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Convective diffusion equation in 2D

Hello all,

I'm trying to find a nice and neat way to numerically solve the
convective diffusion equation

da/dt = D (d^2/dx^2 + d^2/dy^2) a - v da/dx

where a is the concentration of my solute, D is the diffusion
constant, and v is the surrounding fluid velocity in the x direction.
I thought that there was a small chance that maybe someone else here
has attempted something similar.
Is it even possible to solve this equation? As always, any suggestions
would be much appreciated.

Cheers,
Dan

0
8/3/2007 2:57:53 PM
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 dantimatter <dantimatter@gmail.com> wrote in message 
<1186153073.038814.223160@d30g2000prg.googlegroups.com>...
> 
> Hello all,
> 
> I'm trying to find a nice and neat way to numerically 
solve the
> convective diffusion equation
> 
> da/dt = D (d^2/dx^2 + d^2/dy^2) a - v da/dx
> 
> where a is the concentration of my solute, D is the 
diffusion
> constant, and v is the surrounding fluid velocity in the 
x direction.
> I thought that there was a small chance that maybe 
someone else here
> has attempted something similar.
> Is it even possible to solve this equation? As always, 
any suggestions
> would be much appreciated.
> 
> Cheers,
> Dan
> 

hi Dan,
yaa U can solve 
actually I am also working on the same equations.. 
(convection & advection)
initially I solve the 1D by matlab, now engaged to solve 
2D ... if u want to share some thing more plz feel free... 
coz u engaged since long time
0
12/14/2007 4:52:00 PM
I just want to share few knowledge on solving this type of
equation:

- It's preferable to discretize time by implicite scheme for
stability, at least for the laplacian (diffusion) term.

- The convection term needs to be discretized by "up-wind"
scheme, that warrants also the stability and ensures the
solution to satisfy entropy condition. The up-wind is more
tricky to implement in 2D than in 1D.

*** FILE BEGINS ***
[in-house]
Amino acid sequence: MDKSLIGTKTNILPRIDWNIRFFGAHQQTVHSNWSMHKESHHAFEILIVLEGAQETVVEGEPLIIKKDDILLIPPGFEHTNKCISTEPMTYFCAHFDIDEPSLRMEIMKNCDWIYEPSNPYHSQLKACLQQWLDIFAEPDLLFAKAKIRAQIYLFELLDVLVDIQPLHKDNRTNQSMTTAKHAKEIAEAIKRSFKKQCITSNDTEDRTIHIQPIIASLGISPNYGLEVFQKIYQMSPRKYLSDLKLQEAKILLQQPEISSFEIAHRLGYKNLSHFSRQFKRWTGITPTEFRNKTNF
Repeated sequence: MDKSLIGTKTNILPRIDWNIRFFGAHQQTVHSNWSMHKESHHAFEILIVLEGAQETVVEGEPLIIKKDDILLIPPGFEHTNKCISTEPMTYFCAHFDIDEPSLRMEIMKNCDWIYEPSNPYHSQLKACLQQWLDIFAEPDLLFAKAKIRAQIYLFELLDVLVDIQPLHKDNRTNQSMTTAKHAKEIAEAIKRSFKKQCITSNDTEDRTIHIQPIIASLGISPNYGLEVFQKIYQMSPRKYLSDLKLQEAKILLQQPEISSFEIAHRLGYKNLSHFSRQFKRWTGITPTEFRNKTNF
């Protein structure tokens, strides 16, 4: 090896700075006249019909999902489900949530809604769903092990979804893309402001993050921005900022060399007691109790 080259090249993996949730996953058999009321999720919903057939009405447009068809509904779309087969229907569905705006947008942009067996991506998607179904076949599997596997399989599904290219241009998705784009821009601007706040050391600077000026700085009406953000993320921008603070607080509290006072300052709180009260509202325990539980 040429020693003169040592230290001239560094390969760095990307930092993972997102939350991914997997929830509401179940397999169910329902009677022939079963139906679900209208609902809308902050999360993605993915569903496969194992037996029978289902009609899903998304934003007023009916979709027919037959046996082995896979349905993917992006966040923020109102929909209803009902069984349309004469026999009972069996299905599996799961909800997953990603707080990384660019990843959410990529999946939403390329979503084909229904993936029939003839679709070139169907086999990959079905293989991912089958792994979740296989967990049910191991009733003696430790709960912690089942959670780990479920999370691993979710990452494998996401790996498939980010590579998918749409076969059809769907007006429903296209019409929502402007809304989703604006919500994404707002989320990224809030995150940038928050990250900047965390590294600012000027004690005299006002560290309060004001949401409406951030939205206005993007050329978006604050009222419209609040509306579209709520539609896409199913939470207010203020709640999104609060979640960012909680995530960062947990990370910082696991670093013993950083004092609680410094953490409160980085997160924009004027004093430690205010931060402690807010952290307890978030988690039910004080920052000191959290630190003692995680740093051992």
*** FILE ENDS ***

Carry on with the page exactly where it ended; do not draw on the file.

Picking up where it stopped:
Good luck,

Bruno
0
brunoluong (348)
12/14/2007 5:47:35 PM
 dantimatter <dantimatter@gmail.com> wrote in message
<1186153073.038814.223160@d30g2000prg.googlegroups.com>...
> 
> Hello all,
> 
> I'm trying to find a nice and neat way to numerically
solve the
> convective diffusion equation
> 
> da/dt = D (d^2/dx^2 + d^2/dy^2) a - v da/dx
> 
> where a is the concentration of my solute, D is the diffusion
> constant, and v is the surrounding fluid velocity in the x
direction.
> I thought that there was a small chance that maybe someone
else here
> has attempted something similar.
> Is it even possible to solve this equation? As always, any
suggestions
> would be much appreciated.
> 
> Cheers,
> Dan
> 


My friend, you have just opened the third biggest can of
worms in classical physics (IMHO!).

Check the following link out. It's not matlab per-se, but
there are matlab import-export routines for the files. If
you know C++ (or are relatively fearless / have a bit of
time on your hands), it's a very efficient solver for pretty
much any PD Equation... I think one of the examples might
include a convection-diffusion setup. To give you an idea, I
didn't know C++, and it took me about a week to get up to
speed with this solver, using a C++ textbook as a guide.

Please note that it's a pretty specialised solver (spectral
domain, for efficiency) and there are a lot of similar
things out there on the web. Many of them will be simpler to
implement, although beware there is a minefield of badly
written code, too!

http://wissrech.ins.uni-bonn.de/research/projects/AWFD/

If you need some help setting it up, I may be able to offer
advice (or at least some really heavily commented code that
I've developed). Fire off an email to the address shown
(removing spam labels, of course)

Good luck!

Tom Clark



0
12/17/2007 11:50:34 PM
 dantimatter <dantimatter@gmail.com> wrote in message
<1186153073.038814.223160@d30g2000prg.googlegroups.com>...
> 
> Hello all,
> 
> I'm trying to find a nice and neat way to numerically
solve the
> convective diffusion equation
> 
> da/dt = D (d^2/dx^2 + d^2/dy^2) a - v da/dx
> 
> where a is the concentration of my solute, D is the diffusion